Know Your Decision Making Style. According to social entrepreneur Jeff Shinabarger, there are seven decision making styles, each with its own strengths and weaknesses. Knowing which style you most adhere to allows you to take proper advantage of your strengths while mitigating your weaknesses.
This quiz can help you get started.
Devote Time to Improvement. Don’t lose yourself in the minutia of everyday life. In any work environment, especially a camp, there is always something pressing to command your attention. Avoid the temptation. Every day, devote at least half an hour to something important and intentionally not immediate. Here are a few examples:
· Review parents/camper/staff feedback
· Research industry trends
· Check active blogs for posts with valuable advice (The American Camp Association and Camp Network blogs are both valuable resources)
· Adjust the interview and hiring process for next year
· Read part of a book or article on child development, psychology, leadership styles, or other relevant topics
Embrace One-on-One Communication. Camps are inherently interactive. Campers chat face-to-face, not through text. They learn new skills from experience, not a book or YouTube tutorial. In this environment, it is important to lead your staff by example, taking the time to know their names, roles, and at least part of their backstory. This interest will lead to a more cohesive camp culture and better relationships through every level of the camp. And an added bonus? The summer will become much more fun.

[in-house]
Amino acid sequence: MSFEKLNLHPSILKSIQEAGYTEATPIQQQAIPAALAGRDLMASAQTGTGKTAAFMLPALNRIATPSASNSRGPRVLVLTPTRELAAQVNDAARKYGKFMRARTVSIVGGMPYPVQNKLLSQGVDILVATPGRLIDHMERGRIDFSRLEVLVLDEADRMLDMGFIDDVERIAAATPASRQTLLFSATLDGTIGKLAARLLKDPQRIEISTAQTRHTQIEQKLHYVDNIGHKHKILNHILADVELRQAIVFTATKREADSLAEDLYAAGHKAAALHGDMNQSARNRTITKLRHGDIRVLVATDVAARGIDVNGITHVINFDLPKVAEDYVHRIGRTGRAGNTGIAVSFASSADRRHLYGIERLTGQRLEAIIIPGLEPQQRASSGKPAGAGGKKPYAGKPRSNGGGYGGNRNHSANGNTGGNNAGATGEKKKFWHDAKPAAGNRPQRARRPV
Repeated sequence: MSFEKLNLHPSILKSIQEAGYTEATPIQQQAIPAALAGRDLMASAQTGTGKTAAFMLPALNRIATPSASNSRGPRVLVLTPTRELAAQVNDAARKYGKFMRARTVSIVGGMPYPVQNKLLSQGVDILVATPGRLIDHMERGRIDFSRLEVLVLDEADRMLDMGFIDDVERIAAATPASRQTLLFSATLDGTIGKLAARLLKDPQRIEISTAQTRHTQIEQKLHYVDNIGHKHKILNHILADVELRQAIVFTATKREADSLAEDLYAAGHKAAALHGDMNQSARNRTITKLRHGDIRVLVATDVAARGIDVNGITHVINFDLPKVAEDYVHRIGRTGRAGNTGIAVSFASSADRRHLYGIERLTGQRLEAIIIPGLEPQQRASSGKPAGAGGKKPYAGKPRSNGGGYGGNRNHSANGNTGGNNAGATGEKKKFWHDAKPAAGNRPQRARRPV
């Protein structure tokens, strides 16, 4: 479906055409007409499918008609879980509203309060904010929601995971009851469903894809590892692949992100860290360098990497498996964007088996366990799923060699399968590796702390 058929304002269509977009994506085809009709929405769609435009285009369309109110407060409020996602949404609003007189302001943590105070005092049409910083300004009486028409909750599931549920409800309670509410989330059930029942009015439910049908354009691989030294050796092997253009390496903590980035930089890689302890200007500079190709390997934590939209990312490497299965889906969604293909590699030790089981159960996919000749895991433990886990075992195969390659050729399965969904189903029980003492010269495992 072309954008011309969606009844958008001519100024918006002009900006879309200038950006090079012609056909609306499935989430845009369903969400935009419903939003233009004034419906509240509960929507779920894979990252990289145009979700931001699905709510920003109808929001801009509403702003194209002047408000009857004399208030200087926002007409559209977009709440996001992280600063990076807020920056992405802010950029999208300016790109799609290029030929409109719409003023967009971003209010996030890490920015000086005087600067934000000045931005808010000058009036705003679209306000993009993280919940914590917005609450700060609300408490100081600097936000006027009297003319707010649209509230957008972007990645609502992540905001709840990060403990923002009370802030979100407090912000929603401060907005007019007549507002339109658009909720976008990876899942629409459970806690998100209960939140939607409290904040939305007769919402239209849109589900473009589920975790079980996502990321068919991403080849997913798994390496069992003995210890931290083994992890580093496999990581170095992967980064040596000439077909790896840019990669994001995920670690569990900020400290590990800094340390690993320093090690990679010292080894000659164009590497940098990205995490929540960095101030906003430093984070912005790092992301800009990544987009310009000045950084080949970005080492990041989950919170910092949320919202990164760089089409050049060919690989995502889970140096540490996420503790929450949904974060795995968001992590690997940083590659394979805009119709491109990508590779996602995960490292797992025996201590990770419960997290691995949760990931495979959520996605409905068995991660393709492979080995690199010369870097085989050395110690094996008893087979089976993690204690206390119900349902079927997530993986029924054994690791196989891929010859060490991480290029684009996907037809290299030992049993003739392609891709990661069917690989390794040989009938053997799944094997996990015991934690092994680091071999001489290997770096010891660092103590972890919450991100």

When you don’t take care of yourself, it becomes difficult to take care of others. The middle of the summer, the middle of camp season, can easily turn into a chaotic stress fest for those involved in creating the whole summer camp experience. Whether you run a camp or a small group, make sure to take a breath and take care of yourself this summer. You’ll thank yourself… and so will your campers.
Make Breaks Count. According to Psychology Today, self-care means “choosing behaviors that balance the effects of emotional and physical stressors.” When you have a break during the day, even if it’s only half an hour, make it count. Use your break time to take care of yourself in whatever way best balances against the stressors you have been experiencing. Too much running around? Meditate or quietly read a book. Not enough energy? Enjoy a healthy snack and a cat nap.